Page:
Hawaii, land of the flower lei

1 05 2017

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Blessed are the children

16 04 2017

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All he needs are strings

5 04 2017

My darling husband Pete is building his seventh ukulele out of a cigar box. Most are concert scale; this one is a tenor. When gathering materials, he looks for cigar boxes that will accommodate the bridge of the instrument.

Polishing with Tru-Oil  gun stock finish. “This one is more show than go,” he said.

Box originally contained “25 cigars hand made in Spanish Honduras.”

The lid becomes the back of the ukulele, and the front of the box is removed and replaced with Engelmann spruce wood. Sometimes he adds a pickup inside.

Decorative inlaid fingerboard came from Vietnam. Pete put in the paua mother of pearl from Aotearoa around the sound hole.

The black tuners called Pegheds are geared, a little more sophisticated than straight pegs.

All the ukulele needs now are strings!





Master paintings of the 1800s at the Bishop Museum

2 04 2017

For the final project in the Painting II class I teach, students select a painting of a master to copy using the grid system and painting section by section. The unveiling was yesterday at the Bernice Pauahi Bishop Museum.

Nancy Alejo chose Camille Pissarro’s “The Red Roofs,” 1877, and Bernadette Chan picked Paul Gauguin’s “Parau api (Two Women of Tahiti),” 1892.

“The Red Roofs” by Nancy Alejo after Camille Pissarro

A segment of “Parau api (Two Women of Tahiti)” by Bernadette Chan after Paul Gauguin

My students selected these works independently from each other, but in their presentation, we learned that Pissarro and Gauguin became friends in 1873 and painted together. Pissarro painted with the Impressionists. Gauguin had no formal art training, and his work is post-Impressionist, flat, hard edged and considered symbolic. Pissarro gave money to Gauguin to go to Tahiti.

While at the Bishop Museum we visited The Picture Gallery on the top floor of the entrance tower of Hawaiian Hall. My favorite paintings were the landscapes by D. Howard Hitchcock and the still lifes of fruit dear to my heart (because I have had mountain apples and breadfruit in my own garden) by Margaret Girvin Gillian.

The Picture Gallery at the Bernice Pauahi Bishop Museum. Fascinating old images of Hawaii may be viewed here.

If you go:
See www.bishopmuseum.org for how to get there and for ticket information. Admission is free on Pauahi’s birthday, Dec. 19.
From Waikiki you may take the No. 2 bus and ask the driver to let you off on School street at Kapalama street. Walk downhill toward the ocean to Bernice street and turn right to the entrance at 1525 Bernice Street.





Pictures of me and my parents

27 03 2017

Nine cousins including me met for lunch as we occasionally do, and today Millie brought an album of old photos and sweet memories. Here she is with Eileen (center) and Eileen’s daughter Marty, at right. What are they looking at that is so interesting? Why, it’s me, little Rebekah, with my dad Arthur and my mom Fo-Tsin! That watermelon sure looks good.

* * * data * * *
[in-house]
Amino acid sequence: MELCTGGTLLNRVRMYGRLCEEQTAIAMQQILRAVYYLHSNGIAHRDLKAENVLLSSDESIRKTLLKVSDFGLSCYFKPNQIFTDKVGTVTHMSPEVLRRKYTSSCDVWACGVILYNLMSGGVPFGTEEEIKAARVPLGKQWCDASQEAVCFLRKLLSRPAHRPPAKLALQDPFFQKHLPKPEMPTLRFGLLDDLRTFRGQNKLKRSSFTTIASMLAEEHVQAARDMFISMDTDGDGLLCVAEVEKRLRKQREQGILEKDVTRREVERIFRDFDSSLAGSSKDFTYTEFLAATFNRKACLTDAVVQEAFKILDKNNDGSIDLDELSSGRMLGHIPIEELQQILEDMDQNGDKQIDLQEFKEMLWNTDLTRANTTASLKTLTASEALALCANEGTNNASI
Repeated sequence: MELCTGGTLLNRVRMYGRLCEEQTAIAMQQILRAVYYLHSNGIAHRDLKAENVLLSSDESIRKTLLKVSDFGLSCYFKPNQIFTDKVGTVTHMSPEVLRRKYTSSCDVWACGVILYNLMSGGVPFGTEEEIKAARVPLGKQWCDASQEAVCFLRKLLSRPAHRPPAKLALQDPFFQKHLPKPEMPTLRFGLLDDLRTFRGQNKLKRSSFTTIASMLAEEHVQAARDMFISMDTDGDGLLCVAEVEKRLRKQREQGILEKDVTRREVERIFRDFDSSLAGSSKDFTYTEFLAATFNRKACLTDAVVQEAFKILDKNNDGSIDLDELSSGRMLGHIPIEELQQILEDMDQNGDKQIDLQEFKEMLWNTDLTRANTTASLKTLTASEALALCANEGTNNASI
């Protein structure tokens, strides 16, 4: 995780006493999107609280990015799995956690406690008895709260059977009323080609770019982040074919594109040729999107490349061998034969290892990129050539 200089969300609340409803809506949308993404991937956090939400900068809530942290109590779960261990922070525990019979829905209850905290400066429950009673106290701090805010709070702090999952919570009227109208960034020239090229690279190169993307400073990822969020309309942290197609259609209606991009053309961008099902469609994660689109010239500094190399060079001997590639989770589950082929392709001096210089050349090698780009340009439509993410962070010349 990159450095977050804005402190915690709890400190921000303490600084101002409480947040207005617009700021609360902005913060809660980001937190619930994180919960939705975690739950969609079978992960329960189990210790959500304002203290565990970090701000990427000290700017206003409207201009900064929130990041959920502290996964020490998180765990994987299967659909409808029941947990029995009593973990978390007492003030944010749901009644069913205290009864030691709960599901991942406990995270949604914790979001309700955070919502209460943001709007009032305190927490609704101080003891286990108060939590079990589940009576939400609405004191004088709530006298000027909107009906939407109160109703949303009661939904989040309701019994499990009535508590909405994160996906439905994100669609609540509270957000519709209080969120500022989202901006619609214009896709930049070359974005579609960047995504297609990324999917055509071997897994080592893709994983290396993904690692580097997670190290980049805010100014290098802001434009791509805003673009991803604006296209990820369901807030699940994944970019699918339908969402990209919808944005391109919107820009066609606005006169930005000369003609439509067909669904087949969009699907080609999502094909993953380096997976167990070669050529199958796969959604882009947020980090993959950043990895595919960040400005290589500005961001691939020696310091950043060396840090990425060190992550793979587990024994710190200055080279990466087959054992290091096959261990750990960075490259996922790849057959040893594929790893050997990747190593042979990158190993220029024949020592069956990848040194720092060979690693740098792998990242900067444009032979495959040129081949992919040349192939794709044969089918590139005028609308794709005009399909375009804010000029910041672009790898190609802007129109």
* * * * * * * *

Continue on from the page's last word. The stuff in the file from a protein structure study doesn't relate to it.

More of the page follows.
Reflections ’67: yay, team!

9 02 2017

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For the family record books: Women’s March, Jan. 21, 2017

22 01 2017
Women's March participants at the Hawaii State Capitol: Pete, Perrin, Rebekah, Ayla

Pete, Perrin, Rebekah and Ayla gather at the Hawaii State Capitol on a rainy morning for the Women’s March in Honolulu. (Photo by Valerie J. Lam)

Mom and Dad had to work, so Papa (DH) and Popo (I) brought Perrin and Ayla with them to the Women’s March for the history-making demonstration the day after the 45th President was inaugurated. The 5-year-old was engaged. Her older sister, who reads signage well, seemed to take it all in with a guarded attitude. We marched in solidarity with millions of others who marched on Washington, D.C., and around the world.

Excerpt from the Mission Statement of the Women’s March on O‘ahu: “In the spirit of democracy and honoring the champions of human rights, dignity, and justice who have come before us, we join in solidarity to show presence in numbers too great to ignore, to elevate and advance issues that are important to women, families, children, and communities.”

January 21 is my mother’s birthday. If she were living, she would have turned 100 yesterday!

Hawaii Capitol and the State seal and motto: Ua mau ke ola o ka ʻāina i ka pono. The life of the land is preserved in righteousness.

Hawaii Capitol and the State seal and motto: “Ua mau ke ea o ka ʻāina i ka pono.”  The life of the land is preserved in righteousness.

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Perrin, 5, put a rainbow on the flip side to match her dress.

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Our Aunty Pat and Aunty Karen, life-long activists, display their adult messages in bold type. Photo bomber flashes the shaka sign.

 








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